Bryant Holsenbeck Works Using Recycled Bottles. Image courtesy of the artist.

STUFF: Where does it come from and where does it go?

The following information about this past Turchin Center exhibition is kept here for archival purposes only. This exhibition is not currently on display. View current and upcoming exhibitions.

Friday, April 6, 2012
Saturday, July 28, 2012
Mayer Gallery

An Installation by Bryant Holsenbeck

A project in partnership with the Catherine J. Smith Gallery and other campus partners, funded in part by Appalachian's Sustainability Council Competitive Arts Grant.

The Turchin Center for the Visual Arts and the Catherine Smith Gallery partner with environmental artist Bryant Holsenbeck to create an installation project that will encourage reflection and raise awareness of environmental issues. Holsenbeck will be on campus to complete a residency in conjunction with this exhibition. The project she will create at Appalachian State University will utilize recycled materials collected by contributing individuals, organizations and campus partners and will be constructed with community participation. Components of the residency incorporated workshops, classroom visits, volunteer opportunities, and a public lecture. 

Bryant has been producing works with recycled materials for over ten years and is skilled at bringing together groups of people, young and old, to build projects that promote sustainable practices in communities and in homes.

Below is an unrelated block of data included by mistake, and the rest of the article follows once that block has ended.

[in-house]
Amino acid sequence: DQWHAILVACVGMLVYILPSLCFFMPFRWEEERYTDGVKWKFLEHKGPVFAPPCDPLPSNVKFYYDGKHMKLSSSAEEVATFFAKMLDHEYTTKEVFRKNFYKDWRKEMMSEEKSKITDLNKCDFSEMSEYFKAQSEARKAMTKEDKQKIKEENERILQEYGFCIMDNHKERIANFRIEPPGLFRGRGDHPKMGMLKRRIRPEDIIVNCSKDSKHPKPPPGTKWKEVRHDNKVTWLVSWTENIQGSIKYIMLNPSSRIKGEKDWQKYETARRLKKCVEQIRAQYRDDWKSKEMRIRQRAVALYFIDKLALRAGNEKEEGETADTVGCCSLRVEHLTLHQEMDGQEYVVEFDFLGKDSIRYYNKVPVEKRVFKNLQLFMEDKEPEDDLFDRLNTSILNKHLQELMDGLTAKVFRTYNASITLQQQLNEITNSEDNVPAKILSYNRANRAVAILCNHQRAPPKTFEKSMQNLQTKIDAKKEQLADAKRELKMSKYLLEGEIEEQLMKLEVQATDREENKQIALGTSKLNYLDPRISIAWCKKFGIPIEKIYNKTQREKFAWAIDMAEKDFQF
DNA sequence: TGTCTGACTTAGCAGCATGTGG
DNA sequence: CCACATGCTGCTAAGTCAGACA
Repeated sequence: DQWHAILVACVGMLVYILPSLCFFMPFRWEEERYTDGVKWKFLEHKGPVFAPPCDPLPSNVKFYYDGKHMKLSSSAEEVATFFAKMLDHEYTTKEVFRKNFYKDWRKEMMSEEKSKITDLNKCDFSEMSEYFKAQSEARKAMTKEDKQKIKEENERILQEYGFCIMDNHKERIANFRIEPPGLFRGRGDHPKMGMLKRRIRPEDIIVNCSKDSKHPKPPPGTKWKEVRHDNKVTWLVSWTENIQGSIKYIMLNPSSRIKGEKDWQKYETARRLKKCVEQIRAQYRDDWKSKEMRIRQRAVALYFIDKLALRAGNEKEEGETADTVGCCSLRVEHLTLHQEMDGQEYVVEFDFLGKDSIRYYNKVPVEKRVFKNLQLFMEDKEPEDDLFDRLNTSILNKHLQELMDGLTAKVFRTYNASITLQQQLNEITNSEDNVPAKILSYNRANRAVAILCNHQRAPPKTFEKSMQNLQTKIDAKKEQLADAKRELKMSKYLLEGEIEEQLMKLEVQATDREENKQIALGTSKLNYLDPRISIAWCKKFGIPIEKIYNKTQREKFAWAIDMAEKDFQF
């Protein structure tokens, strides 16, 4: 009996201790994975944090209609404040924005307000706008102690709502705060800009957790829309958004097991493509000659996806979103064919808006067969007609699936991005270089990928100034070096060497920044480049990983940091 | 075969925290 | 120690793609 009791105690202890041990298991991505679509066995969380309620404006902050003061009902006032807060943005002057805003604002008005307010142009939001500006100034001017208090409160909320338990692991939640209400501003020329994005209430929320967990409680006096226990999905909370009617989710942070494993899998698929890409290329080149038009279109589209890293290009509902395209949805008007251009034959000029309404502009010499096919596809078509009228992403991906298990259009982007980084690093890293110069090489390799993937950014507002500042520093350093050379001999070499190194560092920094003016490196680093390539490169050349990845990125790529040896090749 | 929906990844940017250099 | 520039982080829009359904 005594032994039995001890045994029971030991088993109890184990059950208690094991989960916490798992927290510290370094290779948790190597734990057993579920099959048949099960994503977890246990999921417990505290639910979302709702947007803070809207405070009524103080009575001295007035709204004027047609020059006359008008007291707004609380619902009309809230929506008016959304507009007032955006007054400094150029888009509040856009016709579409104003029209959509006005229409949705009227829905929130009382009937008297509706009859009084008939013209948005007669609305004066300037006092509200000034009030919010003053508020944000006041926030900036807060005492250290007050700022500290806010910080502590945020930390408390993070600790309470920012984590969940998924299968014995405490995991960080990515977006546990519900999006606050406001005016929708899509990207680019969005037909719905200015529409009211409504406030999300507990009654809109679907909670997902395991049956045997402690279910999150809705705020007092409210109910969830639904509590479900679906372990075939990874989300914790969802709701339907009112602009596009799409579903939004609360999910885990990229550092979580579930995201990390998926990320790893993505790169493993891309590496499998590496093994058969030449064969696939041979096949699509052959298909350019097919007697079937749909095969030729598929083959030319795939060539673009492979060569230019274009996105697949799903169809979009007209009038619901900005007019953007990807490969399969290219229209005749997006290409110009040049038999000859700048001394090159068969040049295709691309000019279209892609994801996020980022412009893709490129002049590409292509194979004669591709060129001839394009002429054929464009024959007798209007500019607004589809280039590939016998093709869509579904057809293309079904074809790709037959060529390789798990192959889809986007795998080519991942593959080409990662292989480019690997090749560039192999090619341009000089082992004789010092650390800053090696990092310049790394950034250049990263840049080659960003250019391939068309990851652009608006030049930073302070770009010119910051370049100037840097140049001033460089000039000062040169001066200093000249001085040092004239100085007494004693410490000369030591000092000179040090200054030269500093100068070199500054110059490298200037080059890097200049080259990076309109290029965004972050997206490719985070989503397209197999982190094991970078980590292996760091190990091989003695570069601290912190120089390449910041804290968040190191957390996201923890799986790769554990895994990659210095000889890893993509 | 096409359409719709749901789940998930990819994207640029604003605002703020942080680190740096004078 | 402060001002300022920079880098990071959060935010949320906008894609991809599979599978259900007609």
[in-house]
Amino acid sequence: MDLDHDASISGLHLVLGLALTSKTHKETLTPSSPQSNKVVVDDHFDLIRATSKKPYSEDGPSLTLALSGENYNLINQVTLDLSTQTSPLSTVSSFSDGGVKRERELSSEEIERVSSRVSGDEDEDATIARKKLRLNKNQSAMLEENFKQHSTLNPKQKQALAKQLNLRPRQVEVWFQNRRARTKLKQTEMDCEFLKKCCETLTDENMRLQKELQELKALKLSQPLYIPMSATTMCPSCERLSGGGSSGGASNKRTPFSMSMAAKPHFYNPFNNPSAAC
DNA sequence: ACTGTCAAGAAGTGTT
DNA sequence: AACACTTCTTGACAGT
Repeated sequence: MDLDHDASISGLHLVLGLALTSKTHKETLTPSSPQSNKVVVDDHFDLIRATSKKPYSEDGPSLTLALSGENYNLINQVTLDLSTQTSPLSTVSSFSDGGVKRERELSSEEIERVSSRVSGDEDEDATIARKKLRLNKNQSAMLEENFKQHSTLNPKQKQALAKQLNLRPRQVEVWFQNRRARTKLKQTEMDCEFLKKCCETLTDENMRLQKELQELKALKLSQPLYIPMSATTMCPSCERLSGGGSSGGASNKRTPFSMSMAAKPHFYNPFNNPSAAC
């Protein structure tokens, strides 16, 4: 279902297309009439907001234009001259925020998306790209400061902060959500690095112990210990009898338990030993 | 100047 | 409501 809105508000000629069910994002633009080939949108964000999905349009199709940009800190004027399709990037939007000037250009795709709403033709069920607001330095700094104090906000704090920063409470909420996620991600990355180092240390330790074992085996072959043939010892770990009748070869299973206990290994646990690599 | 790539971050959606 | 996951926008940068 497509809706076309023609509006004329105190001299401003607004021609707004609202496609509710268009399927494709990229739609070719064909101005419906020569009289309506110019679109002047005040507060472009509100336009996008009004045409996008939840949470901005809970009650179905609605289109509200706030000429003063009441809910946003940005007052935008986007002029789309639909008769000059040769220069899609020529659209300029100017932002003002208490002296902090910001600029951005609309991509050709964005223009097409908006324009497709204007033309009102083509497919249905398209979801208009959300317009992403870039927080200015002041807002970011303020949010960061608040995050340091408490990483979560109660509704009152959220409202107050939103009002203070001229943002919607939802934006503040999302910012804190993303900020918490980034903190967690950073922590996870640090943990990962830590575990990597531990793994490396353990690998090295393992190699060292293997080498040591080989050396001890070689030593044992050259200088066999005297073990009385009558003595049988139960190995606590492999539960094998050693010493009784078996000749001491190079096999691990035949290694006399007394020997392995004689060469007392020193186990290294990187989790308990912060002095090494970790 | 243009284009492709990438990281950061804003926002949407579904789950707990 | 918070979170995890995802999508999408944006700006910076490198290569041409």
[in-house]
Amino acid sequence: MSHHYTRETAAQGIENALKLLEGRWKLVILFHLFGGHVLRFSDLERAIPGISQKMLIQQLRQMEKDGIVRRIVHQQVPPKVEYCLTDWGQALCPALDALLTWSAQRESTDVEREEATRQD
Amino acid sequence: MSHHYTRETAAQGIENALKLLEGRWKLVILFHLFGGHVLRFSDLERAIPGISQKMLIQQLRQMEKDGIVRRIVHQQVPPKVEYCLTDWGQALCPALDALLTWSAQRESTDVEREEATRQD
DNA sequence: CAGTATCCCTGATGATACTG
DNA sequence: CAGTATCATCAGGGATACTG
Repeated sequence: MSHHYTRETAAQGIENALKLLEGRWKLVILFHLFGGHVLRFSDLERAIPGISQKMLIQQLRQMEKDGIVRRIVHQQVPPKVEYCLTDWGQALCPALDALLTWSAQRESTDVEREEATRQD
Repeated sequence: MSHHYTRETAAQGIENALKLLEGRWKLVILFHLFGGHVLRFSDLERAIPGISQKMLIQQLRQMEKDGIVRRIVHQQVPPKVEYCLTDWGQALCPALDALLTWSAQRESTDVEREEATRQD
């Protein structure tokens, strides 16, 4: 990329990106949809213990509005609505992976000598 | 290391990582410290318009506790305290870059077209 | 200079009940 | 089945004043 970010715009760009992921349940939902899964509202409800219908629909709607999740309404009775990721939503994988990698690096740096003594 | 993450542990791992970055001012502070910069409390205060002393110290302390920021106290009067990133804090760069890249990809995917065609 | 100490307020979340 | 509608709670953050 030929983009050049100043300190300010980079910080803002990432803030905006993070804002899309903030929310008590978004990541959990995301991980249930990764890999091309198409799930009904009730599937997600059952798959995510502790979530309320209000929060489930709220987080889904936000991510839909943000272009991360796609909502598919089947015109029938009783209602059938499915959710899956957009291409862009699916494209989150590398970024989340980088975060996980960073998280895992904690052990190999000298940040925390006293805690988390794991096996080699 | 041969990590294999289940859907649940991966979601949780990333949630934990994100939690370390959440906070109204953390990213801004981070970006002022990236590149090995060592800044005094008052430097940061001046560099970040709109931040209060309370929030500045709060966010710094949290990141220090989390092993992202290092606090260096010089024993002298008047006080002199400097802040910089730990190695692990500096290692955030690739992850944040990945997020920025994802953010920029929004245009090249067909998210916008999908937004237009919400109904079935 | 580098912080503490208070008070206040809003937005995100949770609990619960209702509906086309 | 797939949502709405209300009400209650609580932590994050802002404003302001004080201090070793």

About the artist

Bryant, an environmental artist, has been documenting the "stuff" of our society that we use once and throw away for over a decade. Americans create more garbage, per capita, than any other culture, yet we are blind to our waste. She collects many things, among them, bottle caps, credit cards, pencils, shoes and chopsticks. Bryant uses these everyday items to make work, which transforms the objects, which surprise us. We are used to using "stuff" once and then throwing it away. We may throw it away, but Bryant's work makes her aware of its continual impact.

Catherine J. Smith GallerySustain Appalachian

Bryant began her arts career as a basket maker. Since that time she has evolved into an environmental artist who makes large-scale installations that document the waste stream of our society. She has shown her work and taught throughout the United States. She has been the recipient of two North Carolina Arts Council Fellowships, a Project Grant and an NEA Arts and Learning Grant that she worked on in collaboration with the Chapel Hill Public Arts Commission. She is currently attempting to live one year without disposable plastic and writing a blog about it entitled "The Last Straw: A Reluctant Year Without Disposable Plastic." Most recent past projects are AGAIN AND NEVER AGAIN: Can We Co-Exist with Ourselves? at Guilford College, Greensboro, NC and a 28 foot recycled mandala for blueshere: earth art expo, sponsored by the Halsey Institute of Contemporary Art in Charleston, S.C. She is a community artist who likes to work with groups of people to make large-scale installations using the "stuff" of our society. She is also an independent studio artist who makes books, birds, and sculptures out of recycled materials.

This exhibition includes an artist residency along with lectures and workshops.  

To view installation images of the project visit our Installation Album on Flickr.

Please make sure to view our student and community member contributions of crows.  Almost 100  artists attended a workshop led by Bryant in February and are hard at work with their own creations.  The end result will be a Murder of Crows that will be a part of the installation.  Make sure to visit our Flickr page to view images. 

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